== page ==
to comply with discovery requests and court orders should be imputed to Ms.
Weichman further asserts that because Attorney Walden entered his appearance on Ms. Williams
behalf, he too was acting as her agent, and thus his knowledge could
be imputed to her. We begin by noting that where an attorney
appears there is a rebuttable presumption that he has authority to enter an
appearance for a party until his authority is challenged and evidence introduced to
the contrary. State ex rel. Durham v. Marion Circuit Court, 240 Ind.
132, 137, 162 N.E.2d 505, 507 (1959).
Here, Ms. Williams testified that she never consented to Attorney Waldens initial representation
of her in this lawsuit. See Douglas v. Monroe, 743 N.E.2d
1181, 1184 (Ind. Ct. App. 2001) (recognizing that the attorney client relationship is
only created when the attorney and the client both consent to its formation).
Further, Attorney Walden explained to the trial court that he entered his
appearance for Ms. Williams only at the request of Dr. Nwannunu. Attorney
Walden defended the action on behalf of Ms. Williams even though he had
never spoken with her. Attorney Walden communicated directly with Dr. Nwannunu and
made no attempt to contact or correspond with Ms. Williams in any way.
From these facts, it is clear that Ms. Williams has rebutted the
presumption that Attorney Walden had authority to enter his appearance on her behalf
and represent her in the action. Thus, we cannot say that Attorney
Walden acted as Ms. Williams agent or that his conduct and knowledge about
the lawsuit can be imputed to her.
Given the undisputed facts before the trial court, it is clear that Ms.
Williams did not contumaciously disregard Weichmans discovery requests or the subsequent court orders
compelling her compliance. Weichmans bare legal assertions do not permit us to
impute the knowledge and conduct of Dr. Nwannunu or Attorney Walden to Ms.
Williams. There was clearly a lack of communication which gave rise to
the events which led to the entry of default judgment as a discovery
sanction against Ms. Williams.
To prevail on a motion to set aside a default judgment upon grounds
of mistake, surprise, or excusable neglect, a party is also required to demonstrate
that she has a good and meritorious defense to the action. T.R.
60(B); Kmart, 719 N.E.2d at 1258. A meritorious defense is one showing
that, if the case was tried on the merits, a different result would
be reached. Id. The movant need not prove the meritorious defense,
but only show enough admissible evidence to make a prima facie showing of
a meritorious defense indicating to the trial court the judgment would change and
the defaulted party would suffer an injustice if the judgment was allowed to
Upon appeal, Ms. Williams maintains that she has a meritorious defense. Specifically,
Ms. Williams asserts that she cannot be liable for the corporate debt incurred
by Lakefront and Dr. Nwannunu. Ms. Williams testified that she was not
an officer, director, or incorporator of Lakefront, nor was she in any way
involved or affiliated with Lakefront. Ms. Williams further asserted that she is
not a medical doctor. We conclude that Ms. Williams has presented sufficient
evidence to make a prima facie showing of a meritorious defense.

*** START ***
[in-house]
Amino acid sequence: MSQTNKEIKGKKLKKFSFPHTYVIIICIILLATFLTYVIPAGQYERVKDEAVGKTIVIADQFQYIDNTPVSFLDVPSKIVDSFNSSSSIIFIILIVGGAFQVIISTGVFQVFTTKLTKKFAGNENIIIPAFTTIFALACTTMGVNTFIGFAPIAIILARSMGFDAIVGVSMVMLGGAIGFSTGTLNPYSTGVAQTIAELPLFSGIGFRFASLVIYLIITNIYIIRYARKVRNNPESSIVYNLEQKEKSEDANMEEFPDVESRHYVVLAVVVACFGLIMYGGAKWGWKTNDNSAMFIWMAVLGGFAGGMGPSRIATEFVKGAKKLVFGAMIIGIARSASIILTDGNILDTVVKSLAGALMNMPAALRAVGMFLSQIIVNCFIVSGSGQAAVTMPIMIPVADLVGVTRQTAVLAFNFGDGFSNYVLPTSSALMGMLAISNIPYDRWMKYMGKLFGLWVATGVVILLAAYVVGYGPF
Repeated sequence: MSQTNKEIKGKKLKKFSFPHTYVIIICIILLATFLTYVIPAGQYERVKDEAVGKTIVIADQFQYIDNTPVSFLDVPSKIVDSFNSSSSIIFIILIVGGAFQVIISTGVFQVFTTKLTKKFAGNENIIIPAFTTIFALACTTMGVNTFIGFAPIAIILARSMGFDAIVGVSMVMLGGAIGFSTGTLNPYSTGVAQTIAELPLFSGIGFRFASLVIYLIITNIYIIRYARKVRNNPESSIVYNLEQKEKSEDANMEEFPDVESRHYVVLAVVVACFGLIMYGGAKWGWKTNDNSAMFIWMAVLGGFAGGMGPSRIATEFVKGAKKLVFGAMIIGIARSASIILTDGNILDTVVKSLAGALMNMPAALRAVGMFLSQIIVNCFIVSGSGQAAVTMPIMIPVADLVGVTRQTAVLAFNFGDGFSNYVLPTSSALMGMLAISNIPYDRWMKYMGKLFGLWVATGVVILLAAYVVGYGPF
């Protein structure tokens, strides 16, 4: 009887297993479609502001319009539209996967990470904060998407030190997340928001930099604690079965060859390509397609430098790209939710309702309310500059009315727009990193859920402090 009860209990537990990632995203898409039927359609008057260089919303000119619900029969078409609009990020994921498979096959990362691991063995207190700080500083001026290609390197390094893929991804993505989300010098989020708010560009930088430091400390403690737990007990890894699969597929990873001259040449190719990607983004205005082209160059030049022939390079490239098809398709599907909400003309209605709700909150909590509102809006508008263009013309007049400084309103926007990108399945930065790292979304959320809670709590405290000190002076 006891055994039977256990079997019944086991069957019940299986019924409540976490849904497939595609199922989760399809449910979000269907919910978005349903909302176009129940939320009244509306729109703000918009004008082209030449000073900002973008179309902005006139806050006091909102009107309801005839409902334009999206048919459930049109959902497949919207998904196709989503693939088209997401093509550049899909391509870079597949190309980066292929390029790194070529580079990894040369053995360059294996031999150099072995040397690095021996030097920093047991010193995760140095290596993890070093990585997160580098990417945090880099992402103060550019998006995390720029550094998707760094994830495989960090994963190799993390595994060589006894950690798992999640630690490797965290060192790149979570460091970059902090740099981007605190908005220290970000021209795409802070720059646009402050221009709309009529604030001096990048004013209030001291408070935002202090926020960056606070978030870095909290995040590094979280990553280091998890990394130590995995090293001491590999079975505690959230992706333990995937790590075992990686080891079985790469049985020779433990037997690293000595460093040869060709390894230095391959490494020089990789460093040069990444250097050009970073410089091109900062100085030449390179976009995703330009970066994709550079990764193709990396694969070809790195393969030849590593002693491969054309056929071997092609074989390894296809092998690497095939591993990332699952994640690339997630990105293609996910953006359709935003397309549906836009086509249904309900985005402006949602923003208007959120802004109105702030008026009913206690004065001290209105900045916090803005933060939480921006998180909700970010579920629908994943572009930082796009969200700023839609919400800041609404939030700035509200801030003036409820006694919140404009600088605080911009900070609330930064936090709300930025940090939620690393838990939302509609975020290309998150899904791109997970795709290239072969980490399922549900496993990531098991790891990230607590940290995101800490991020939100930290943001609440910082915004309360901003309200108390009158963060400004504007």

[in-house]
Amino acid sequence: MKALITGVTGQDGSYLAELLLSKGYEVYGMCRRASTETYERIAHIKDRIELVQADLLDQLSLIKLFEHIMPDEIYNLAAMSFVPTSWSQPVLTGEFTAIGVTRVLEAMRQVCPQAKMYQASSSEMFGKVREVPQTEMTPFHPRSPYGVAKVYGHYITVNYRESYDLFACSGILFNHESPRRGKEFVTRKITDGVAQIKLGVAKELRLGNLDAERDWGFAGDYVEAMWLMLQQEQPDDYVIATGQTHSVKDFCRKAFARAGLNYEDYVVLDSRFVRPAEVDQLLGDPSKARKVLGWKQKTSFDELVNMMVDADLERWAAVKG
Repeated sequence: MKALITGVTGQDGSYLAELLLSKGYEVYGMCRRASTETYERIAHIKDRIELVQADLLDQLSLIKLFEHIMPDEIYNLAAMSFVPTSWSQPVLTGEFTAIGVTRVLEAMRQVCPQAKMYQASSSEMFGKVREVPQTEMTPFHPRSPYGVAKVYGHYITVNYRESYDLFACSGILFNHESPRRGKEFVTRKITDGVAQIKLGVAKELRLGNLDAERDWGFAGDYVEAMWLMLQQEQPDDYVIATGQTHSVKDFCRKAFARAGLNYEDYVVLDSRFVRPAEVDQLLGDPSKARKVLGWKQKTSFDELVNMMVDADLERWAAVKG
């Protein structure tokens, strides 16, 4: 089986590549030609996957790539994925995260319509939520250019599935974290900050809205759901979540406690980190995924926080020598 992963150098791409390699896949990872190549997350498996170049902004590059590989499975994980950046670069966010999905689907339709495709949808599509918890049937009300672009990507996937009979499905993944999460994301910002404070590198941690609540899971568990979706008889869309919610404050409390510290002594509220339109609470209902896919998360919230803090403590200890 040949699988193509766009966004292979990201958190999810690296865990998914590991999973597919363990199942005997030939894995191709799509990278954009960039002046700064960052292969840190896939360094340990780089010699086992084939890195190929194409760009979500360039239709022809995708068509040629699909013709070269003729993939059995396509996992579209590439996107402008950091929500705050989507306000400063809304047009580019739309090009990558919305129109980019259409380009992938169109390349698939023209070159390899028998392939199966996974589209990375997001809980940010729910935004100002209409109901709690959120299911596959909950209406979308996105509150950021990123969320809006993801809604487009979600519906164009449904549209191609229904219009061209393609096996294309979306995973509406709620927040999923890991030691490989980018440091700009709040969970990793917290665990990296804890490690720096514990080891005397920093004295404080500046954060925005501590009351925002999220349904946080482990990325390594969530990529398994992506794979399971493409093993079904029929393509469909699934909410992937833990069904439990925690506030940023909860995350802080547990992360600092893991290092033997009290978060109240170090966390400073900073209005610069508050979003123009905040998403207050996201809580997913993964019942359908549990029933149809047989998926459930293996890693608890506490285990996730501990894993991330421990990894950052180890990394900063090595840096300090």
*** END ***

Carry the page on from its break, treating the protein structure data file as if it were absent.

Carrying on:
Because we have concluded that Ms. Williams has established excusable neglect and that
she has made a prima facie showing of a meritorious defense, we hold
that the trial court abused its discretion in denying Ms. Williams motion to
set aside default judgment.
The judgment of the trial court is reversed and the cause remanded for
further proceedings not inconsistent with this opinion.
KIRSCH, J., and ROBB, J., concur.
Dr. Nwannunu initially intended to relocate to New Jersey after he
tied up business and personal affairs in Indiana. Ms. Williams asserted that
instead of moving to New Jersey, she believed that in October of 1998,
Dr. Nwannunu moved to Nigeria to pursue political interests. In April 2001,
Ms. Williams obtained a divorce from Dr. Nwannunu on the basis of abandonment.
Footnote: During discovery, it was determined that Dr. Nwannunus corporation, i.e. Lakefront,
was administratively dissolved on December 31, 1987 for failing to file annual reports.
Footnote: Ms. Williams testified that she was not living in Indiana when
Weichman filed its complaint in July 1997. Ms. Williams explained that she
had a temporary address in New Jersey prior to moving to her current
address in August 1997.
Footnote: Apparently, the trial court conditioned Attorney Waldens withdrawal upon his providing
the court with Ms. Williams address in New Jersey. Attorney Walden complied
with the courts request.
Footnote: The judgment is broken down as follows: principal sum of
$64,695.00 ($59,270.00 prayed for in Counts I and II, plus $5,425.00 prayed for
in Counts III and IV), plus pre-judgment interest in the sum of $27,413.83,
plus reasonable attorney fees, costs, and expenses in the sum of $7,847.92.
Footnote: We recognize that in March 2000, after receiving a copy of the
trial courts order warning of default if she did not comply, Ms. Williams
had actual knowledge of the lawsuit and yet she still failed to appear
by May 11. However, we note that the risk of being defaulted
arose out of the failure of the parties to comply with discovery and
court orders. As we have concluded that such failure should not be
attributed to Ms. Williams, it can hardly be said that default judgment as
a discovery sanction was appropriate.